View full screen - View 1 of Lot 80. Papua New Guinea, Lake Sentani, late 19th/early 20th century | Eight Adze Ceremonial Blades (Obligation Stones).
80

Papua New Guinea, Lake Sentani, late 19th/early 20th century | Eight Adze Ceremonial Blades (Obligation Stones)

ReservesUK: Greenford Park WarehouseVAT applies to buyers outside the UK

Estimate:

2,500

to
- 4,000 GBP

Papua New Guinea, Lake Sentani, late 19th/early 20th century | Eight Adze Ceremonial Blades (Obligation Stones)

Papua New Guinea, Lake Sentani, late 19th/early 20th century | Eight Adze Ceremonial Blades (Obligation Stones)

Estimate:

2,500

to
- 4,000 GBP

Lot sold:

6,930

GBP

Papua New Guinea

Lake Sentani, late 19th/early 20th century

Eight Adze Ceremonial Blades (Obligation Stones)


carved and polished greenstone (Chloromelanite)

tallest height with stand: 28cm.; 11in.

An interesting and attractive group. Minor knicks to edges. Some surface scrathes. Pleasing variation to figure of hardstones.


"In response to your inquiry, we are pleased to provide you with a general report of the condition of the property described above. Since we are not professional conservators or restorers, we urge you to consult with a restorer or conservator of your choice who will be better able to provide a detailed, professional report. Prospective buyers should inspect each lot to satisfy themselves as to condition and must understand that any statement made by Sotheby's is merely a subjective, qualified opinion. Prospective buyers should also refer to any Important Notices regarding this sale, which are printed in the Sale Catalogue.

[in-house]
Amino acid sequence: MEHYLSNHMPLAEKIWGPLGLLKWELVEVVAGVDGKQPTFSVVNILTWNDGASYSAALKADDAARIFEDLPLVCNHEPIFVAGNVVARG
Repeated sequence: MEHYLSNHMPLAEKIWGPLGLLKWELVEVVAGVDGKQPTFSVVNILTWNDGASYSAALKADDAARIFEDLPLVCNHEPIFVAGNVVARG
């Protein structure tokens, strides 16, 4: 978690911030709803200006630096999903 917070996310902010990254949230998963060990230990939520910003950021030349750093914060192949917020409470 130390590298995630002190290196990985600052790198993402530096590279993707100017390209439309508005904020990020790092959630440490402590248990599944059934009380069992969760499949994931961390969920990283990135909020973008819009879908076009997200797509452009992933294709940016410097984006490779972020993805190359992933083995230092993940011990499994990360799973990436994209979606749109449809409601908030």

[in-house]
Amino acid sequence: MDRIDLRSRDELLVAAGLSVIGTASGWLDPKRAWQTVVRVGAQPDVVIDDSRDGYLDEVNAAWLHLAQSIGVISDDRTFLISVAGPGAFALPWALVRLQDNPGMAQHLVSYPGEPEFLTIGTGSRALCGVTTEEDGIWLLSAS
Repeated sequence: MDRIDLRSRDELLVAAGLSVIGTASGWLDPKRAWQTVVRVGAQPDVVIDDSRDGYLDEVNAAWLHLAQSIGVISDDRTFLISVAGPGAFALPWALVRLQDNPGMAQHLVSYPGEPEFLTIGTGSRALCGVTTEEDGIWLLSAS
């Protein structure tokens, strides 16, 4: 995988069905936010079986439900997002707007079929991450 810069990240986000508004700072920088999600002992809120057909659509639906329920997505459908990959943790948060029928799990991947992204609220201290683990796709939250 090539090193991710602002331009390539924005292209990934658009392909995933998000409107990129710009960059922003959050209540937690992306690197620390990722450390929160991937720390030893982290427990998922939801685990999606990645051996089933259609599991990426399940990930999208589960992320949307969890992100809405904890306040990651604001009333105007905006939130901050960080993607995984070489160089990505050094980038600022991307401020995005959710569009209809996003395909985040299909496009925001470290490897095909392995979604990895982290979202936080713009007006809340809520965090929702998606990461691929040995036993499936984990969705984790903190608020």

NOTWITHSTANDING THIS REPORT OR ANY DISCUSSIONS CONCERNING A LOT, ALL LOTS ARE OFFERED AND SOLD AS IS" IN ACCORDANCE WITH THE CONDITIONS OF BUSINESS PRINTED IN THE SALE CATALOGUE."

‘Please note that where the buyer is from within the UK the lot is sold with no VAT symbol. Where the buyer resides outside the UK the lot is invoiced as if it bore the “†” symbol.’
In Papua there was a highly organised system of ceremonial exchange within a certain specified area. Individuals or communities would give prized objects to a partner in the same or a different village. They would not immediately receive a gift in return but at a future date would receive something of at least equal value. The ceremonial giving or kula would take many months of preparation and was perceived as the centre of economic, social and ceremonial life; it not only provided prestige by the accumulation of prized objects but most importantly created a network of obligations which contributed to social stability: it also set up and reinforced trading routes.

A further form of exchange also existed whereby, if an item, such as one of the adze in the present lot, had a stable general value, then it could be used as currency. Those in positions of authority would store this 'currency' so that it could finally be distributed to the next generation, giving further honour and fame to the deceased and his descendants